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Younger drivers adding vigor to Bentley brand

By LI FUSHENG | China Daily | Updated: 2023-11-27 10:37
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Kim Airey, managing director of Bentley Motors Chinese Mainland, Hong Kong and Macao, with a Bentley Bentayga at the Guangzhou auto show, which concluded on Friday. CHINA DAILY

Bentley is going "contemporary and current" in China as the British luxury carmaker's customers in the country are the youngest and have a growing demand for personalization, said a senior company executive.

"We spoke about China having some of the youngest customers around the world. They just keep getting younger," said Kim Airey, managing director of Bentley Motors Chinese Mainland, Hong Kong and Macao.

"And you can see that this customer base is turning up with increasing demands for personalization and for, I would say, expression."

Airey said some popular colors, like black and white, are gradually becoming out of favor and people are now picking colors across the palette.

Examples are everywhere at its booth at the just concluded Guangzhou auto show. The Bentayga Extended Wheelbase Mulliner has a Havana paint finish and an interior color combination of Newmarket Tan and Burnt Oak, while the Continental GT has Light Windsor Blue paint and features the interior colors of Linen and Brunel.

"The bit where it is truly emotional and expressive is through color, what you do with the trim, what you do with stitching, what you do with veneers, how you put that together," said Airey.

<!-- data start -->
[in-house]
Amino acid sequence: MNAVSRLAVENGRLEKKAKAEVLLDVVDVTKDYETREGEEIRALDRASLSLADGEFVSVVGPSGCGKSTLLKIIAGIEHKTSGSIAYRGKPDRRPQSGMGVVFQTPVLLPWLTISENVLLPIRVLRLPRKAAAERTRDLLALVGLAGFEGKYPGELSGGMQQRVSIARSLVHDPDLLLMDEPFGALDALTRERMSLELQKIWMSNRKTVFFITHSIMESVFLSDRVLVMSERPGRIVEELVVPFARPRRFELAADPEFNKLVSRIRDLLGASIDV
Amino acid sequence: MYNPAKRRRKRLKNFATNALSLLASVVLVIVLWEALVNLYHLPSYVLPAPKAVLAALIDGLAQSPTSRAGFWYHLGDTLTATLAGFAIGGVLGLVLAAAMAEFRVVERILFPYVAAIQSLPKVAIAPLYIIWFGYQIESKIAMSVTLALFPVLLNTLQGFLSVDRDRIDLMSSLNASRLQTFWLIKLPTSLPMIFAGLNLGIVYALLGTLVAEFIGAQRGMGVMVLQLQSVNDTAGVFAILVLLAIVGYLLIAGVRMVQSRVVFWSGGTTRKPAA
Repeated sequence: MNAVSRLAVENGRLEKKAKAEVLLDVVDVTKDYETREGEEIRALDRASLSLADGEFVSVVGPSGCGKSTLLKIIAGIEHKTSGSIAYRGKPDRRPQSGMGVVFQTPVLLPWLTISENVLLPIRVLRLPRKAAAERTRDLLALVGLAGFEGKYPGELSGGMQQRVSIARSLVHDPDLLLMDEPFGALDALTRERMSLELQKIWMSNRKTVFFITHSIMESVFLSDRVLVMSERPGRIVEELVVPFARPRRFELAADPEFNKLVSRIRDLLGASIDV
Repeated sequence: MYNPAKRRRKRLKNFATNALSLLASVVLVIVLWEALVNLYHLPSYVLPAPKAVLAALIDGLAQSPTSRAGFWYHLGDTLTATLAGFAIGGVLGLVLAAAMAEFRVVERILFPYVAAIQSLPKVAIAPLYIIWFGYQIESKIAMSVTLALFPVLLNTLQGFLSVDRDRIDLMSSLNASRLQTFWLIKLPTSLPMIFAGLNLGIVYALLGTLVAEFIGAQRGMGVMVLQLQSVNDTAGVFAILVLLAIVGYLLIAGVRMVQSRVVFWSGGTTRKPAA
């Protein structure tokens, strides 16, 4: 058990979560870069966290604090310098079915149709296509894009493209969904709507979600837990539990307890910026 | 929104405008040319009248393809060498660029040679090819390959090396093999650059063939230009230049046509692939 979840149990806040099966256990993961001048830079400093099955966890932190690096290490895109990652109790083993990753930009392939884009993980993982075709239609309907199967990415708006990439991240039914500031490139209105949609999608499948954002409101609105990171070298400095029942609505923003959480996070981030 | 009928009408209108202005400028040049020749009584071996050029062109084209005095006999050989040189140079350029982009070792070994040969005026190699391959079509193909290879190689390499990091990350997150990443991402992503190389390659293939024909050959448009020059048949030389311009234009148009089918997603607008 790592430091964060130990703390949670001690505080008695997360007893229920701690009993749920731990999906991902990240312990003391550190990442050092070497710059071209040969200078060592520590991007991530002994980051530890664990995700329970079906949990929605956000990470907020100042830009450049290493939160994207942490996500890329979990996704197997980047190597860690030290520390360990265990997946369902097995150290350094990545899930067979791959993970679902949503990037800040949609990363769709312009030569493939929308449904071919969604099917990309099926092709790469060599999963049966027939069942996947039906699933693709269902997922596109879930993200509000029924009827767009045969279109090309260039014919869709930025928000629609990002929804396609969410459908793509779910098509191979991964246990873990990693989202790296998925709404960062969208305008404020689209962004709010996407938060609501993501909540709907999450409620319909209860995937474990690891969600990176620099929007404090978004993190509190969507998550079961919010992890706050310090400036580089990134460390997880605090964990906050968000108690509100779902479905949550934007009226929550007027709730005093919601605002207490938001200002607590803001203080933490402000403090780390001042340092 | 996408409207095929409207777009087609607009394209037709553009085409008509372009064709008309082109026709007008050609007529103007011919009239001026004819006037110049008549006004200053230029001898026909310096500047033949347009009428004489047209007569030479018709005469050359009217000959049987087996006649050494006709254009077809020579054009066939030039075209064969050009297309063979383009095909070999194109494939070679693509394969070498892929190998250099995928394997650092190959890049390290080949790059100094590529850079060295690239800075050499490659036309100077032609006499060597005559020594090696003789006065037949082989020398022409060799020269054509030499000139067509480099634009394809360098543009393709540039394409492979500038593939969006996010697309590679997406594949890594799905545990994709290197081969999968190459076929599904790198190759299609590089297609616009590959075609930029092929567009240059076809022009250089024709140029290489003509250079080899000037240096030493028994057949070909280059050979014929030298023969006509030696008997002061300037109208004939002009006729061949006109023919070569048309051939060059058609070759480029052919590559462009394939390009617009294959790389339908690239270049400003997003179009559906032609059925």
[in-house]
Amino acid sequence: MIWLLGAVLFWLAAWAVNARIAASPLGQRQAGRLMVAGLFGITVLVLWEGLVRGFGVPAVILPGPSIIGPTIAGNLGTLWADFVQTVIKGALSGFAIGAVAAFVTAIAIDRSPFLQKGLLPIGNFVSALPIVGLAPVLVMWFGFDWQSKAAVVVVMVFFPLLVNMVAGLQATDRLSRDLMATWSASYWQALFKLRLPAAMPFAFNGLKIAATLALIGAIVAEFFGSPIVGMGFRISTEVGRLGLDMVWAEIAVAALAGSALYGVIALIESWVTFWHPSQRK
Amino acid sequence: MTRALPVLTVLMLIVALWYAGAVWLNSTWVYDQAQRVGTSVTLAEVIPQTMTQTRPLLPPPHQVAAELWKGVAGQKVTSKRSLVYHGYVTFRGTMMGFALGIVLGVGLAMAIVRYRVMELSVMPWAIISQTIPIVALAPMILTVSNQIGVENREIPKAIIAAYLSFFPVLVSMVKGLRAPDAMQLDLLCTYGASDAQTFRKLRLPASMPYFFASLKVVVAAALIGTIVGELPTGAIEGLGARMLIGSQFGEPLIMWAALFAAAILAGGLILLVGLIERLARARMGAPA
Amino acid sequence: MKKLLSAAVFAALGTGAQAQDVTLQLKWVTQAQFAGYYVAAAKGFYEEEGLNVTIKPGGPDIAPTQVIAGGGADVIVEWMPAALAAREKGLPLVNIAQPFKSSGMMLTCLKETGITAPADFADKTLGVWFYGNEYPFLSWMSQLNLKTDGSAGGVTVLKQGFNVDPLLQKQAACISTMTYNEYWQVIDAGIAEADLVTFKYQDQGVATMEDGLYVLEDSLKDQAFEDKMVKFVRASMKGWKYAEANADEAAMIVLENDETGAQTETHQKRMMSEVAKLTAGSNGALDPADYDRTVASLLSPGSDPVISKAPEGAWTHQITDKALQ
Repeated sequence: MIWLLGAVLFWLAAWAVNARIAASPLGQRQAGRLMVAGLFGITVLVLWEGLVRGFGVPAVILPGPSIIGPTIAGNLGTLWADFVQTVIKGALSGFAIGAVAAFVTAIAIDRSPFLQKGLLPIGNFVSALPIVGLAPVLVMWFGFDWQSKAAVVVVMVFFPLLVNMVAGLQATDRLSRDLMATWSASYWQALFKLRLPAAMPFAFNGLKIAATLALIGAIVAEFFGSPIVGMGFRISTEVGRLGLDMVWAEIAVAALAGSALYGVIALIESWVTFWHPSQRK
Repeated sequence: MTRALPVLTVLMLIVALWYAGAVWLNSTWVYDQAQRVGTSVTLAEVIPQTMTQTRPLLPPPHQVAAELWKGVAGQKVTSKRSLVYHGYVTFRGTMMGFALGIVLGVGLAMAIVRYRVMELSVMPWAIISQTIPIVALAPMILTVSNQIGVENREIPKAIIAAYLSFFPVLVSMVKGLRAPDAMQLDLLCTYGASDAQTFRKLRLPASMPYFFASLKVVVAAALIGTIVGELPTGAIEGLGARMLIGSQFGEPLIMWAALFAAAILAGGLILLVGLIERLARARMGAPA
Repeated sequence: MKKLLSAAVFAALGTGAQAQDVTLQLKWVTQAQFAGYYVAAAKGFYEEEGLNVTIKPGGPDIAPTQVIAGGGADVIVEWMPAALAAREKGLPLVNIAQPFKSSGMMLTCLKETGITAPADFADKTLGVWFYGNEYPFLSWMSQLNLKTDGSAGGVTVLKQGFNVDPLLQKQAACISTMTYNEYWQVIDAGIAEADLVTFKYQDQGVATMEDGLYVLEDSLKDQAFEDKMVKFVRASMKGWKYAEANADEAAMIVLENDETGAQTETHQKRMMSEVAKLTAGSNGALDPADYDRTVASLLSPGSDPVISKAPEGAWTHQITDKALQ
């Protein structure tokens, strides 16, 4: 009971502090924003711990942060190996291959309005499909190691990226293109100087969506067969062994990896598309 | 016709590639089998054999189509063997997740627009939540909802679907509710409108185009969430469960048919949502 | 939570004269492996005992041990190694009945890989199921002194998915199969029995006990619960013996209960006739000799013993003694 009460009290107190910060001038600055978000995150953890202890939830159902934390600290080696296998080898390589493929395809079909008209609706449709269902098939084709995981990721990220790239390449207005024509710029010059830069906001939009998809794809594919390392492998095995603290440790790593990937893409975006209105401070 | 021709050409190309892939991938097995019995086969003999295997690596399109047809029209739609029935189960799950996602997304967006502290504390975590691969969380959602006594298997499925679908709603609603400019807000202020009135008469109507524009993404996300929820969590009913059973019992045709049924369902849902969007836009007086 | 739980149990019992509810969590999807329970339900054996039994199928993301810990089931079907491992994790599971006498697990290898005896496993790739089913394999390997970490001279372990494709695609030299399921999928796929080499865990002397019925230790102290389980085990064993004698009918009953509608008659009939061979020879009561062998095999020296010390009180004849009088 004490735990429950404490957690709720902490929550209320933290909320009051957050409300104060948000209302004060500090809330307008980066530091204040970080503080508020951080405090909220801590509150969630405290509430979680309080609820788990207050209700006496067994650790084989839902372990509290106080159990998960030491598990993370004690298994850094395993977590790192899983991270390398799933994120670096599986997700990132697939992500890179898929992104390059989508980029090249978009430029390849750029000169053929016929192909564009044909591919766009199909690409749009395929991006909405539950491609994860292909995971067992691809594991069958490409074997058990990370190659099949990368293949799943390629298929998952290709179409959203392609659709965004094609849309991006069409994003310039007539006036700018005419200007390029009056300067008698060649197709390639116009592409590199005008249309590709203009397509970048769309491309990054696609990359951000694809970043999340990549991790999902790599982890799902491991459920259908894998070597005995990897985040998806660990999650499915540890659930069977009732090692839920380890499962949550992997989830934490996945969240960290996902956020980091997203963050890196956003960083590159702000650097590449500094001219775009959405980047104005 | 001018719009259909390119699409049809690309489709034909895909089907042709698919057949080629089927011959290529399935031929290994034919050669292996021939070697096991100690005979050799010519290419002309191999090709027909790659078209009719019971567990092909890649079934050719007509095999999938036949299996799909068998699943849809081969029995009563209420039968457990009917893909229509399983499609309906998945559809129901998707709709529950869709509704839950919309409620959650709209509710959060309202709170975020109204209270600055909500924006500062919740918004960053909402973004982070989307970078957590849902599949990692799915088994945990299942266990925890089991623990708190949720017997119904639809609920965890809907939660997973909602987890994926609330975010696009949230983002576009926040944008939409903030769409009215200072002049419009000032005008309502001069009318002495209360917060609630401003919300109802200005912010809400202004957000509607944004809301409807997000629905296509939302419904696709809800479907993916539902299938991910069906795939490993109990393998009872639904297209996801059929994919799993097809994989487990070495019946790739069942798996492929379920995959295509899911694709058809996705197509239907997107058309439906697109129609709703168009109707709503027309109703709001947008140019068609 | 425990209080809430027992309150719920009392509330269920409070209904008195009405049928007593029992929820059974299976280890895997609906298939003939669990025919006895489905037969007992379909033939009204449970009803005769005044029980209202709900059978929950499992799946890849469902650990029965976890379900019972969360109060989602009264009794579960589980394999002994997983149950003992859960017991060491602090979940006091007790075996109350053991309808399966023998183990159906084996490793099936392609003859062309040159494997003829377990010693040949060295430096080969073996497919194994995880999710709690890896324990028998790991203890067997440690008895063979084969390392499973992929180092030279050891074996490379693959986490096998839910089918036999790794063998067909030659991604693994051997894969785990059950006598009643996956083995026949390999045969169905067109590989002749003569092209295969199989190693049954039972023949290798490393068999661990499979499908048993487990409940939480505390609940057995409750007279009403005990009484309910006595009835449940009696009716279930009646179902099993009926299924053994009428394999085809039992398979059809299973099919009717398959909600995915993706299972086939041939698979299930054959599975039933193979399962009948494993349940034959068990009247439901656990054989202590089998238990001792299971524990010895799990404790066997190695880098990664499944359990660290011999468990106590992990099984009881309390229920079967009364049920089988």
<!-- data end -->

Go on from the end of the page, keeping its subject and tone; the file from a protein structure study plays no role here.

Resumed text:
Bentley is also updating its vehicles with digital improvements and refinements, including increased connectivity functionality, remote parking through the app, as well as the driver's assistance system.

The brand is presenting itself in a new way as well, ranging from locations it chooses for events to its corporate identity, all of which keep it fresh and contemporary.

"We're not just doing the same old issues again and again and again and I think it keeps us fresh and interesting as a brand, and young people will be drawn to it," said Airey.

He said Bentley is optimistic about the long-term growth potential in China despite changes in the short term. He added that the market is a little bit lower than where it would want it to be, but Bentley is happy with its performance.

"In the long run I think it's only going to grow. I don't think it's reached its limit or its full potential. China is generating wealth and millionaires at a phenomenal rate.

"We just need to adapt our business accordingly and make sure that we remain appealing to those customers who are always looking for the best of what's available," said Airey.

When asked about whether there will emerge local luxury vehicle brands in China, Airey said it takes time to build credibility and win acclaim from a large group of people in a wider world.

"Sure — but I don't think it comes very quickly. If you look at all of the luxury brands, they've all been around for a long time," he said.

He went on to explain that luxury is different from a high price tag — some Chinese brands have models priced over 1 million yuan — and from the content of technology, represented by new energy vehicle startups.

"Europe has always been the center of luxury, but that doesn't mean that all luxury must come from Europe in that sense.

"If you look at China's history and you go back to the emperors, China was doing luxury goods in its own right in that particular sense. Some of those crafts and skills still exist," said Airey.

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